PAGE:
Some well-known (and some lesser-known) facts about digitalisation, deindustrialisation and the future of work

Skills and Work

By Stijn Broecke.

blog52-0Today the OECD has released a new working paper by Thor Berger and Carl Frey (famous from his work on theautomatability of jobs) which provides a systematic overview of the literature examining the impact of digitalisation on labour markets. By now, the stylised facts are becoming well-known:

  • Over the course of the 20th century, technological change has increased the demand for skilled workers more than for unskilled workers (i.e. technological change has been skill-biased)
  • In more recent decades, computers and robots have been increasingly used as substitutes for workers performing routine activities (i.e. technological change has been routine-biased)
  • The latter has resulted in a “hollowing out” of the labour market in many countries in terms of jobs involving mid-level skills, combined with an expansion of low-skilled and high-skilled (i.e. job polarisation)
  • While technologies have displaced workers in a wide range of jobs, they have…

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Reform and the (not so) new role of stewardship

helen dickinson

This is a re-posting of a blog I wrote for the good people over at Power to Persuade

The Victorian government recently announced a new reform agenda to develop a ‘public sector that delivers exceptional outcomes for Victorians…[and] set out a new way of thinking about how government works, all the way from strategy to service delivery’.  This will be achieved through a focus on four areas (outcomes, systems, people and accountability) which are interconnected around the improvement of government and delivery of ‘public purpose’.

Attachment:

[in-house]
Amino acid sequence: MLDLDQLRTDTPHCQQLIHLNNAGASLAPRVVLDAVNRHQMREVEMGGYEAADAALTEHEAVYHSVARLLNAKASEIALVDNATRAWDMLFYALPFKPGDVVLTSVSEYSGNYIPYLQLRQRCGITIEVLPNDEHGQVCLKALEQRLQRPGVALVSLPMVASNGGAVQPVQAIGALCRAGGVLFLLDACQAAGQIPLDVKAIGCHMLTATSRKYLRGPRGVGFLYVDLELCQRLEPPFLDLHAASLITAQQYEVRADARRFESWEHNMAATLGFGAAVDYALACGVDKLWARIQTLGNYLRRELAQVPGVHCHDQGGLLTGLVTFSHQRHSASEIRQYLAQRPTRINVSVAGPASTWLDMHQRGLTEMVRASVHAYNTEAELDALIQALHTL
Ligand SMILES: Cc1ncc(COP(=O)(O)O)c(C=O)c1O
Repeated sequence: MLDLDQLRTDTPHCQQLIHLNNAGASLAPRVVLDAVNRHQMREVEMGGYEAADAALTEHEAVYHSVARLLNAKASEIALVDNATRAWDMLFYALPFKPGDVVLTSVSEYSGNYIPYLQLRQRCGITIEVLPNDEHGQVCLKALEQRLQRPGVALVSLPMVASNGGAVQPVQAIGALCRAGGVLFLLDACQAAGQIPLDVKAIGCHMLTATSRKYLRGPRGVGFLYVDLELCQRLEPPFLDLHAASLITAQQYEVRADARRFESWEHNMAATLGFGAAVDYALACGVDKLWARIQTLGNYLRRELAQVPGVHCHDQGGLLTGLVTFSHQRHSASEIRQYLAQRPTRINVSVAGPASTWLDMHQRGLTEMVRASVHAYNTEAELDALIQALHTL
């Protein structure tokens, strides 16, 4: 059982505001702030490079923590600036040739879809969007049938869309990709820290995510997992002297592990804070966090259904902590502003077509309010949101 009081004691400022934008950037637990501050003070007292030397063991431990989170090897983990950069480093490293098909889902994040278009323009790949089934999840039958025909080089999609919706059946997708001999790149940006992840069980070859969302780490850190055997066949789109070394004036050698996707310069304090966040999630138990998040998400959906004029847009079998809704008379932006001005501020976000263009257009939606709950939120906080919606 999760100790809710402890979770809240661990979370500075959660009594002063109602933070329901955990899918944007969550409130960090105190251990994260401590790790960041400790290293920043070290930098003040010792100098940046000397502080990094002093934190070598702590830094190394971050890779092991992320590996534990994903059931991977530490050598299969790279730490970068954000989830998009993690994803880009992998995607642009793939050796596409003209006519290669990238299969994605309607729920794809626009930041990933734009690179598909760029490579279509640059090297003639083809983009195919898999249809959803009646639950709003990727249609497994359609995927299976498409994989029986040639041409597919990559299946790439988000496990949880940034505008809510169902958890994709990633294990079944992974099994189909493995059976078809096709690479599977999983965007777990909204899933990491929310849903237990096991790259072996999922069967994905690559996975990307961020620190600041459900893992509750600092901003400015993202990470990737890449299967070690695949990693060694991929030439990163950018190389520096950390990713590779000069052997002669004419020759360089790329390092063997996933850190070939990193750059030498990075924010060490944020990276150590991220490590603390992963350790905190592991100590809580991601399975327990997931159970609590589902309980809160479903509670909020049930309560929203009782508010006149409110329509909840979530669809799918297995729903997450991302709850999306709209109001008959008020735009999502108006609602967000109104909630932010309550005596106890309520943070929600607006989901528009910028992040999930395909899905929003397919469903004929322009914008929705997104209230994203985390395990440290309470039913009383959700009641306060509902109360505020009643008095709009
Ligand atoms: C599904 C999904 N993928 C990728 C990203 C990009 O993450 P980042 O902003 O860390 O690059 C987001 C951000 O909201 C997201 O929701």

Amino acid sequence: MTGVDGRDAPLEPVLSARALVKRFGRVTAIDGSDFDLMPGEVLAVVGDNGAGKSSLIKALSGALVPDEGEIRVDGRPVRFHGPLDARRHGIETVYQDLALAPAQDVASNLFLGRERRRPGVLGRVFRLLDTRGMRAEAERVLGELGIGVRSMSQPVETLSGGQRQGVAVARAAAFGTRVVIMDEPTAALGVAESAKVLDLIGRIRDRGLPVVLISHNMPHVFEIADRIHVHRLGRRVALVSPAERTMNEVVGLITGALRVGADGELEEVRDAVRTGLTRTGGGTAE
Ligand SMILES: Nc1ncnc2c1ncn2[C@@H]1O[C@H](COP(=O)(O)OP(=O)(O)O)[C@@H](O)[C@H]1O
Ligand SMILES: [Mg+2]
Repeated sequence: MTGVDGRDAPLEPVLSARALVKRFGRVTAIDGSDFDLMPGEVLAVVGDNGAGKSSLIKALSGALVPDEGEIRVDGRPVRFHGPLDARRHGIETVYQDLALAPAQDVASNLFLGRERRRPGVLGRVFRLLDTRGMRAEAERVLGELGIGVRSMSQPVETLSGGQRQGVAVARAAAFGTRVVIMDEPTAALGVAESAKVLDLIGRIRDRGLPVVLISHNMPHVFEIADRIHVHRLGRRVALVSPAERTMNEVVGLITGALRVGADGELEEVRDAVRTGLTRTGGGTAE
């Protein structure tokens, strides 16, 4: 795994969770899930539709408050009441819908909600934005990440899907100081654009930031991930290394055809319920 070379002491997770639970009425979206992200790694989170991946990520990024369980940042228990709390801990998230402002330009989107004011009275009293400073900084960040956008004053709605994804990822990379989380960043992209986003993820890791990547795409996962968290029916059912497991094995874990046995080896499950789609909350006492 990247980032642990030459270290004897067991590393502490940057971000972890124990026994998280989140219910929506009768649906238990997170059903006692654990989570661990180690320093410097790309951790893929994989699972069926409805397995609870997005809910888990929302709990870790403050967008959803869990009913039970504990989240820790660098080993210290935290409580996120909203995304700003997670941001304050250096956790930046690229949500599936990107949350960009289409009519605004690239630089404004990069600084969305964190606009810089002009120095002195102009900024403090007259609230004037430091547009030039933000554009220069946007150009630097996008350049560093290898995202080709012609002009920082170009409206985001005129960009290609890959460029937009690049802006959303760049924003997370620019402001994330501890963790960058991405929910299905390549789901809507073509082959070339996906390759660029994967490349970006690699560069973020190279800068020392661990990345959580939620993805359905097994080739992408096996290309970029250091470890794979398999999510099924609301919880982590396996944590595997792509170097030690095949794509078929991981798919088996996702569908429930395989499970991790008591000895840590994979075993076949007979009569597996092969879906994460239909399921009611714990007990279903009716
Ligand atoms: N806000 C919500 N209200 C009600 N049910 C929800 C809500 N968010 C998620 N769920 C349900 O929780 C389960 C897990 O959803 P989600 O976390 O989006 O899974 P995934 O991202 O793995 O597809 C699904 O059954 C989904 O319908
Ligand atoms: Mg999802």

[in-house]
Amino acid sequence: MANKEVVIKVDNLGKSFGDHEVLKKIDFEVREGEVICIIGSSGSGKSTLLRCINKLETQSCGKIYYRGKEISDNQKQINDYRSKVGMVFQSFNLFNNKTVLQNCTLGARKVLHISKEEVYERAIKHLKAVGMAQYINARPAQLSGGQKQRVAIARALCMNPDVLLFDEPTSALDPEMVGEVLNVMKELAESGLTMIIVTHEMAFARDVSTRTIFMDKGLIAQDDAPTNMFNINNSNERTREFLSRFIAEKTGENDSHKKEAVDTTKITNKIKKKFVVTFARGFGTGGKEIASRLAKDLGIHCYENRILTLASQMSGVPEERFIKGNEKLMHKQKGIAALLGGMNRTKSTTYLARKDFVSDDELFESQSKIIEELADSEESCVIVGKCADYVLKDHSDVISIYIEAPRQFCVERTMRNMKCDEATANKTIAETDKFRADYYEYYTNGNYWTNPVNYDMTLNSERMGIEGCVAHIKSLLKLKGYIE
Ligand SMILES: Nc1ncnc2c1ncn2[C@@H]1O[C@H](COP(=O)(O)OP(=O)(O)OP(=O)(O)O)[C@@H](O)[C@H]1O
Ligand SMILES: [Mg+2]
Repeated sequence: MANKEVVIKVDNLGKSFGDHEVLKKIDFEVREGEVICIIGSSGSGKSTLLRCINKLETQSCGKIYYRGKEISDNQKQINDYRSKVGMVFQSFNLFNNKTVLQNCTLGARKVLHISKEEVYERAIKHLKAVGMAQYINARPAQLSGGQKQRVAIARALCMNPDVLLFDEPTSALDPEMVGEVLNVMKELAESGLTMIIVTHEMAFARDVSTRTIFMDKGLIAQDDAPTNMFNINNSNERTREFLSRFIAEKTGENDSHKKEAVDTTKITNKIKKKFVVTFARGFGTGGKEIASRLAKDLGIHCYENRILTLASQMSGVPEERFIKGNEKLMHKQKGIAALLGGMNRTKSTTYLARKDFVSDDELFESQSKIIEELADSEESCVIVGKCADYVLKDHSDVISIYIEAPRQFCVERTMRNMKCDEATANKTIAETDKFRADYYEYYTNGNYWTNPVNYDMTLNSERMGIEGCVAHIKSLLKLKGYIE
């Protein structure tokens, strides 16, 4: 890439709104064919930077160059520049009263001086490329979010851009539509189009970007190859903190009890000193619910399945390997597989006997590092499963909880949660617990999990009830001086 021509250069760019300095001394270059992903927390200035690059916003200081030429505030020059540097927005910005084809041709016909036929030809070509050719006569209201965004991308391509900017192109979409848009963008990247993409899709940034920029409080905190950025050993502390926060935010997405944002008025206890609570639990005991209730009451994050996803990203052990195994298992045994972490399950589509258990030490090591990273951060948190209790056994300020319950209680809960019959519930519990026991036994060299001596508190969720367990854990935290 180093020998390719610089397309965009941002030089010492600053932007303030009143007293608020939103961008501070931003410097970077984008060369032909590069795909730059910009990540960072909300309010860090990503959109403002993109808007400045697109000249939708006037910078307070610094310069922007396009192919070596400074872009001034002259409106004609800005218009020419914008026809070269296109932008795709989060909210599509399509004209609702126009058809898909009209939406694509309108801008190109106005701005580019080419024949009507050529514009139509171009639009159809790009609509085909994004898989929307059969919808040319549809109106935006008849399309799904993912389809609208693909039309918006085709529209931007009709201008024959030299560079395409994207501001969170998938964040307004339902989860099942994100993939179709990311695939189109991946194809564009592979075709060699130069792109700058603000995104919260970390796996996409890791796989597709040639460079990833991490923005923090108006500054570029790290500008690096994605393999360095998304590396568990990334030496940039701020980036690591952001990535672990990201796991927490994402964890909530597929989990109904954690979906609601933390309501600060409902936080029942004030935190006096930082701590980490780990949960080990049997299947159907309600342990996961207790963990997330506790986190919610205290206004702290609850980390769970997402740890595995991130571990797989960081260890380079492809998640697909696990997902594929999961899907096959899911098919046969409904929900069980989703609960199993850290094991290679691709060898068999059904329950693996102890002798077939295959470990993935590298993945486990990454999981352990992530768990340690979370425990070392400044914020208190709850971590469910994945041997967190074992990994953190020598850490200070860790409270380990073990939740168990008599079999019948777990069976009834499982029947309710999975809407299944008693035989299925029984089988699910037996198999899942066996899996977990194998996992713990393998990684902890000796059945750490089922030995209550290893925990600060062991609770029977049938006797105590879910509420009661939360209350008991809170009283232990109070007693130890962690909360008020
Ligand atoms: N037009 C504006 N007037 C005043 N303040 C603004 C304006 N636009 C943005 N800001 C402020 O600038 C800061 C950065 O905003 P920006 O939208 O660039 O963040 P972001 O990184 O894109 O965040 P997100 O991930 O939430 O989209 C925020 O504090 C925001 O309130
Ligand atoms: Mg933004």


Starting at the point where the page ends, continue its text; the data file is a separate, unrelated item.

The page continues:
The case for change includes some of the more well-rehearsed factors (e.g. demographic, digital, environmental shifts) and also the re-emergence of others (e.g. corruption).  Perhaps, though, the most significant driver outlined in the report is that of the changing nature of government.  The argument goes that over the past few decades we have seen a gradual erosion of the volume of direct service…

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WMD articles and interviews


I haven’t been posting too often, in part because I’ve been traveling a lot on book tour, and also because I’ve been writing for other things and interviewing quite a bit. Today I wanted to share some of that stuff.

  1. I wrote a Q&A for Jacobin called Welcome to the Black Box.
  2. I wrote a piece for Slate called How Big Data Transformed Applying to College.
  3. Times Higher Education chose my book as their reviewed Book of the Week and had a nice spread about it.

There may be more, and I’ll post them when I remember them.

Also, great news! My book is a best-seller in Canada! Those Canadians are just the smartest.

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Bit by Bit: Social Research in the Digital Age


bigdata Pic by Jim Kaskade (flickr creative commons)

Matthew Salganik, Professor of Sociology at Princeton University, has recently put his forthcoming book on social research and big data online for an open review. Matthew is the author of many of my favorite academic works, including this experiment in which he and Duncan Watts test social influence by artificially inverting the popularity of songs in an online music market. He is also the brains behind All Our Ideas, an amazing tool that I have used in much of the work that I have been doing, including “The Governor Asks” in Brazil.